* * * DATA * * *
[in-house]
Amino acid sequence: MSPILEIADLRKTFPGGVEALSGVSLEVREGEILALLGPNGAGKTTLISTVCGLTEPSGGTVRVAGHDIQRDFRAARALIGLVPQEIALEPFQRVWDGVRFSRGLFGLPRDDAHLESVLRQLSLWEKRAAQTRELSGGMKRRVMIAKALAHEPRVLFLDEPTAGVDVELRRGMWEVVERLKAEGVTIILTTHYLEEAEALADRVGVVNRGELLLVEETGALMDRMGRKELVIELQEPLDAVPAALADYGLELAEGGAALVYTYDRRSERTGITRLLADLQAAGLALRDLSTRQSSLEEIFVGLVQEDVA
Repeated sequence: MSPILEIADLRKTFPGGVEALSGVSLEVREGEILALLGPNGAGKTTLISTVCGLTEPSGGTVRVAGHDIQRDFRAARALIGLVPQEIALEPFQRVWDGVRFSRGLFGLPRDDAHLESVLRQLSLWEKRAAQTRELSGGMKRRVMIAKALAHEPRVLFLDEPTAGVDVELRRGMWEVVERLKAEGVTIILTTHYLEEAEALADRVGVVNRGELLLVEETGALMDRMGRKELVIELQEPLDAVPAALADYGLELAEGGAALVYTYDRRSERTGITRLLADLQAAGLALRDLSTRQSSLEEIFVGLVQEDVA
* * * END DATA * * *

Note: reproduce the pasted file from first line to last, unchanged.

[in-house]
Amino acid sequence: MSPILEIADLRKTFPGGVEALSGVSLEVREGEILALLGPNGAGKTTLISTVCGLTEPSGGTVRVAGHDIQRDFRAARALIGLVPQEIALEPFQRVWDGVRFSRGLFGLPRDDAHLESVLRQLSLWEKRAAQTRELSGGMKRRVMIAKALAHEPRVLFLDEPTAGVDVELRRGMWEVVERLKAEGVTIILTTHYLEEAEALADRVGVVNRGELLLVEETGALMDRMGRKELVIELQEPLDAVPAALADYGLELAEGGAALVYTYDRRSERTGITRLLADLQAAGLALRDLSTRQSSLEEIFVGLVQEDVA
Repeated sequence: MSPILEIADLRKTFPGGVEALSGVSLEVREGEILALLGPNGAGKTTLISTVCGLTEPSGGTVRVAGHDIQRDFRAARALIGLVPQEIALEPFQRVWDGVRFSRGLFGLPRDDAHLESVLRQLSLWEKRAAQTRELSGGMKRRVMIAKALAHEPRVLFLDEPTAGVDVELRRGMWEVVERLKAEGVTIILTTHYLEEAEALADRVGVVNRGELLLVEETGALMDRMGRKELVIELQEPLDAVPAALADYGLELAEGGAALVYTYDRRSERTGITRLLADLQAAGLALRDLSTRQSSLEEIFVGLVQEDVA